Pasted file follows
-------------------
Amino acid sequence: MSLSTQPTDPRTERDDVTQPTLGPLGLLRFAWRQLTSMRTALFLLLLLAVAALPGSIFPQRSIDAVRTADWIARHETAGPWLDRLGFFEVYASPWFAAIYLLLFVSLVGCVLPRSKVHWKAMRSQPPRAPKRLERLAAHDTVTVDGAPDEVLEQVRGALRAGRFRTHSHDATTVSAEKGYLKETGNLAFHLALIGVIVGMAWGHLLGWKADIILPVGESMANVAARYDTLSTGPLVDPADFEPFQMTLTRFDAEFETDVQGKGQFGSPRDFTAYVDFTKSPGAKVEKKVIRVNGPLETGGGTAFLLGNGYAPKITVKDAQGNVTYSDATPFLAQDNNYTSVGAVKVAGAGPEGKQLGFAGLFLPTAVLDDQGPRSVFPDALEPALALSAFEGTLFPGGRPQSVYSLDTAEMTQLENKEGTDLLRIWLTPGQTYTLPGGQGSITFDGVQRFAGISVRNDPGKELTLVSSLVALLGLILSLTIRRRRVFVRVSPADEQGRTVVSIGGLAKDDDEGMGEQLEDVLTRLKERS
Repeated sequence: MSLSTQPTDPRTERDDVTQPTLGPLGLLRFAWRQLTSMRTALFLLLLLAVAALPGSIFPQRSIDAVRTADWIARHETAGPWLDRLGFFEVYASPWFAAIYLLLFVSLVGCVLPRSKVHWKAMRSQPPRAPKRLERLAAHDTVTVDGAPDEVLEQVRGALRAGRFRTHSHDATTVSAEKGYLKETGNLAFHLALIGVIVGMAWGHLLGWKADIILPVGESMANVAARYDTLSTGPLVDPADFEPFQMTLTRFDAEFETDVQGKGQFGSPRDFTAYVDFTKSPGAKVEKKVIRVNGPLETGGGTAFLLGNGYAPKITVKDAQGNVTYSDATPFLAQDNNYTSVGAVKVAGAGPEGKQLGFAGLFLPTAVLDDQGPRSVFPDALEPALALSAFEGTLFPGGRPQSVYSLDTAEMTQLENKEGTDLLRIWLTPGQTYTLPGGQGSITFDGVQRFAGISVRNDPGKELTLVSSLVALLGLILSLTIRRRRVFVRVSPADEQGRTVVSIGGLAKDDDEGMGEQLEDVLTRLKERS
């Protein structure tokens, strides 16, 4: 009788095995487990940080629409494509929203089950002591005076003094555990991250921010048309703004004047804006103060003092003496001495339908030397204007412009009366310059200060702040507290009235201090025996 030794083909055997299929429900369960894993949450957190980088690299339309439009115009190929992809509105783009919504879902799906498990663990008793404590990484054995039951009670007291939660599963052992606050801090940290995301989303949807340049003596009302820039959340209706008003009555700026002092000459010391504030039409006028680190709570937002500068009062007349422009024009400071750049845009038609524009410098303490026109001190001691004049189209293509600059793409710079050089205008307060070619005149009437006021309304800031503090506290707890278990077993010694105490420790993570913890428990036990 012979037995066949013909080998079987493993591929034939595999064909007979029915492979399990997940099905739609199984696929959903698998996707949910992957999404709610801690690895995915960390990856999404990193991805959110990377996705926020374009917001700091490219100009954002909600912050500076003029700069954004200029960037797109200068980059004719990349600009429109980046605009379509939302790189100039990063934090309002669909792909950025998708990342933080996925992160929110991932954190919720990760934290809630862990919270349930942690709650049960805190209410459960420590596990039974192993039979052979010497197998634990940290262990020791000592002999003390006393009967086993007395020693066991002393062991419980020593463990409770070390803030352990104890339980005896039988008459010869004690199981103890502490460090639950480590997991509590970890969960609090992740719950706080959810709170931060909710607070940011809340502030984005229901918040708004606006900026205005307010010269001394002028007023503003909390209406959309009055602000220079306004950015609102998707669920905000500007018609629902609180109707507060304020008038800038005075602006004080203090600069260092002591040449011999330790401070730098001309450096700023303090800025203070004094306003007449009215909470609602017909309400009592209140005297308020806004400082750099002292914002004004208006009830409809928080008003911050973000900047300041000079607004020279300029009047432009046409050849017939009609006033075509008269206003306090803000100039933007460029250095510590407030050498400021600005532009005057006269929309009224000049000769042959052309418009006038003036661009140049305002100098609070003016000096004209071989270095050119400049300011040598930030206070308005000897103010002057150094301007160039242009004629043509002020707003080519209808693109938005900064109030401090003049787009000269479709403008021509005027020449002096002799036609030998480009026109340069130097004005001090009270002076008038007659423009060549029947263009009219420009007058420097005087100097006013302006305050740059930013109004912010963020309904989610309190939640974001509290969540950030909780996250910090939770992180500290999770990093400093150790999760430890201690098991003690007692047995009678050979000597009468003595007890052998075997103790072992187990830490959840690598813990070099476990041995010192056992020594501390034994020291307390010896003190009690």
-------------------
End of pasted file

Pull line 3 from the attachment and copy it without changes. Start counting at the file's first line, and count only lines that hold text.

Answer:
């Protein structure tokens, strides 16, 4: 009788095995487990940080629409494509929203089950002591005076003094555990991250921010048309703004004047804006103060003092003496001495339908030397204007412009009366310059200060702040507290009235201090025996 030794083909055997299929429900369960894993949450957190980088690299339309439009115009190929992809509105783009919504879902799906498990663990008793404590990484054995039951009670007291939660599963052992606050801090940290995301989303949807340049003596009302820039959340209706008003009555700026002092000459010391504030039409006028680190709570937002500068009062007349422009024009400071750049845009038609524009410098303490026109001190001691004049189209293509600059793409710079050089205008307060070619005149009437006021309304800031503090506290707890278990077993010694105490420790993570913890428990036990 012979037995066949013909080998079987493993591929034939595999064909007979029915492979399990997940099905739609199984696929959903698998996707949910992957999404709610801690690895995915960390990856999404990193991805959110990377996705926020374009917001700091490219100009954002909600912050500076003029700069954004200029960037797109200068980059004719990349600009429109980046605009379509939302790189100039990063934090309002669909792909950025998708990342933080996925992160929110991932954190919720990760934290809630862990919270349930942690709650049960805190209410459960420590596990039974192993039979052979010497197998634990940290262990020791000592002999003390006393009967086993007395020693066991002393062991419980020593463990409770070390803030352990104890339980005896039988008459010869004690199981103890502490460090639950480590997991509590970890969960609090992740719950706080959810709170931060909710607070940011809340502030984005229901918040708004606006900026205005307010010269001394002028007023503003909390209406959309009055602000220079306004950015609102998707669920905000500007018609629902609180109707507060304020008038800038005075602006004080203090600069260092002591040449011999330790401070730098001309450096700023303090800025203070004094306003007449009215909470609602017909309400009592209140005297308020806004400082750099002292914002004004208006009830409809928080008003911050973000900047300041000079607004020279300029009047432009046409050849017939009609006033075509008269206003306090803000100039933007460029250095510590407030050498400021600005532009005057006269929309009224000049000769042959052309418009006038003036661009140049305002100098609070003016000096004209071989270095050119400049300011040598930030206070308005000897103010002057150094301007160039242009004629043509002020707003080519209808693109938005900064109030401090003049787009000269479709403008021509005027020449002096002799036609030998480009026109340069130097004005001090009270002076008038007659423009060549029947263009009219420009007058420097005087100097006013302006305050740059930013109004912010963020309904989610309190939640974001509290969540950030909780996250910090939770992180500290999770990093400093150790999760430890201690098991003690007692047995009678050979000597009468003595007890052998075997103790072992187990830490959840690598813990070099476990041995010192056992020594501390034994020291307390010896003190009690």